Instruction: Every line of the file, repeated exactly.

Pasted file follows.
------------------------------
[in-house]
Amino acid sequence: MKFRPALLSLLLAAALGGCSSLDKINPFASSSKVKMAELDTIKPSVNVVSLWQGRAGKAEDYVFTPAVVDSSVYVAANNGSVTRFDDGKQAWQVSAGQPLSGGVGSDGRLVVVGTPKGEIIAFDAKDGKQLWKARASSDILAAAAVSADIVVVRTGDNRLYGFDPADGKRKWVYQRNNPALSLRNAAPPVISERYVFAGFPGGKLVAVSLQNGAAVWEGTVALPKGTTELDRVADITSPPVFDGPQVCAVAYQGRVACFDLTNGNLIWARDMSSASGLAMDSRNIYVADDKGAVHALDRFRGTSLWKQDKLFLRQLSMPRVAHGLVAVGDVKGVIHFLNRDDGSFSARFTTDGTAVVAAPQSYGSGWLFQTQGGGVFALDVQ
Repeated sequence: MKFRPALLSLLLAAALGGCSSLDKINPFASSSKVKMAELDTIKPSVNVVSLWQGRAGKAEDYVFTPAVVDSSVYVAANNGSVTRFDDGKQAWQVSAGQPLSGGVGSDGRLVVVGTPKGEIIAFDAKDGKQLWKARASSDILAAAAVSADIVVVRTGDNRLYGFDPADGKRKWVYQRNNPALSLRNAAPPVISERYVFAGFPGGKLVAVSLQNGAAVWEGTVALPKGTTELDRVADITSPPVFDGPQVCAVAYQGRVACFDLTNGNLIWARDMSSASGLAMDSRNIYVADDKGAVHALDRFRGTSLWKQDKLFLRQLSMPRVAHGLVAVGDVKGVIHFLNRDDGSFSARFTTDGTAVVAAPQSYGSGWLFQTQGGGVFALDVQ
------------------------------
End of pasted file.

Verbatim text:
[in-house]
Amino acid sequence: MKFRPALLSLLLAAALGGCSSLDKINPFASSSKVKMAELDTIKPSVNVVSLWQGRAGKAEDYVFTPAVVDSSVYVAANNGSVTRFDDGKQAWQVSAGQPLSGGVGSDGRLVVVGTPKGEIIAFDAKDGKQLWKARASSDILAAAAVSADIVVVRTGDNRLYGFDPADGKRKWVYQRNNPALSLRNAAPPVISERYVFAGFPGGKLVAVSLQNGAAVWEGTVALPKGTTELDRVADITSPPVFDGPQVCAVAYQGRVACFDLTNGNLIWARDMSSASGLAMDSRNIYVADDKGAVHALDRFRGTSLWKQDKLFLRQLSMPRVAHGLVAVGDVKGVIHFLNRDDGSFSARFTTDGTAVVAAPQSYGSGWLFQTQGGGVFALDVQ
Repeated sequence: MKFRPALLSLLLAAALGGCSSLDKINPFASSSKVKMAELDTIKPSVNVVSLWQGRAGKAEDYVFTPAVVDSSVYVAANNGSVTRFDDGKQAWQVSAGQPLSGGVGSDGRLVVVGTPKGEIIAFDAKDGKQLWKARASSDILAAAAVSADIVVVRTGDNRLYGFDPADGKRKWVYQRNNPALSLRNAAPPVISERYVFAGFPGGKLVAVSLQNGAAVWEGTVALPKGTTELDRVADITSPPVFDGPQVCAVAYQGRVACFDLTNGNLIWARDMSSASGLAMDSRNIYVADDKGAVHALDRFRGTSLWKQDKLFLRQLSMPRVAHGLVAVGDVKGVIHFLNRDDGSFSARFTTDGTAVVAAPQSYGSGWLFQTQGGGVFALDVQ